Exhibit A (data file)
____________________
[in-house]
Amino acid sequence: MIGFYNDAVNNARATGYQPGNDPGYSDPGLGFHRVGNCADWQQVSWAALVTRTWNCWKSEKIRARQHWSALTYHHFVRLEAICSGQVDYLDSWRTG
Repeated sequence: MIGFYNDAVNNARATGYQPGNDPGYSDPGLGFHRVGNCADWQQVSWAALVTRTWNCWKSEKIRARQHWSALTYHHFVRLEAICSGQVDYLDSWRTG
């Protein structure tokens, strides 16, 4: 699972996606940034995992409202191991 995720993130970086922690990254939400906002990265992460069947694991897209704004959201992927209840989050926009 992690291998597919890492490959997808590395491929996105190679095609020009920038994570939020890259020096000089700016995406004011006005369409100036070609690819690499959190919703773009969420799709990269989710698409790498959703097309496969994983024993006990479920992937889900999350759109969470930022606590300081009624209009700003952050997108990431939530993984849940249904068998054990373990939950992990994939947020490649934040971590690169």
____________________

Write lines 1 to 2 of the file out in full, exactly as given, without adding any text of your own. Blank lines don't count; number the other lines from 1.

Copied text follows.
[in-house]
Amino acid sequence: MIGFYNDAVNNARATGYQPGNDPGYSDPGLGFHRVGNCADWQQVSWAALVTRTWNCWKSEKIRARQHWSALTYHHFVRLEAICSGQVDYLDSWRTG